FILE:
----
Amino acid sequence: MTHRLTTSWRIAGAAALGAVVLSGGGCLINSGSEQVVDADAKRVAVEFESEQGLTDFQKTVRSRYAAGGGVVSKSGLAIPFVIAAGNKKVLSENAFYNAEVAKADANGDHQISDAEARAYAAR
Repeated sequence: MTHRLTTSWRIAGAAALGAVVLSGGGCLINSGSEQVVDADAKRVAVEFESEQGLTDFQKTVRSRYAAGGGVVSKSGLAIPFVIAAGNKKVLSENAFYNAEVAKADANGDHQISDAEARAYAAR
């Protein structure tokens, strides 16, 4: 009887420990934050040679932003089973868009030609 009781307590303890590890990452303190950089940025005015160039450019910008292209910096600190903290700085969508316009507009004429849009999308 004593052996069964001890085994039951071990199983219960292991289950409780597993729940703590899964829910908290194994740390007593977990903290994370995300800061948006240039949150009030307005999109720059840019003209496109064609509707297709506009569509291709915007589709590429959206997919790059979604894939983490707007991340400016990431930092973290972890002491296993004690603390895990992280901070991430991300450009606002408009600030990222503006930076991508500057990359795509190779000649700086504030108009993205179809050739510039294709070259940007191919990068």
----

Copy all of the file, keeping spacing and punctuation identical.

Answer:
Amino acid sequence: MTHRLTTSWRIAGAAALGAVVLSGGGCLINSGSEQVVDADAKRVAVEFESEQGLTDFQKTVRSRYAAGGGVVSKSGLAIPFVIAAGNKKVLSENAFYNAEVAKADANGDHQISDAEARAYAAR
Repeated sequence: MTHRLTTSWRIAGAAALGAVVLSGGGCLINSGSEQVVDADAKRVAVEFESEQGLTDFQKTVRSRYAAGGGVVSKSGLAIPFVIAAGNKKVLSENAFYNAEVAKADANGDHQISDAEARAYAAR
């Protein structure tokens, strides 16, 4: 009887420990934050040679932003089973868009030609 009781307590303890590890990452303190950089940025005015160039450019910008292209910096600190903290700085969508316009507009004429849009999308 004593052996069964001890085994039951071990199983219960292991289950409780597993729940703590899964829910908290194994740390007593977990903290994370995300800061948006240039949150009030307005999109720059840019003209496109064609509707297709506009569509291709915007589709590429959206997919790059979604894939983490707007991340400016990431930092973290972890002491296993004690603390895990992280901070991430991300450009606002408009600030990222503006930076991508500057990359795509190779000649700086504030108009993205179809050739510039294709070259940007191919990068």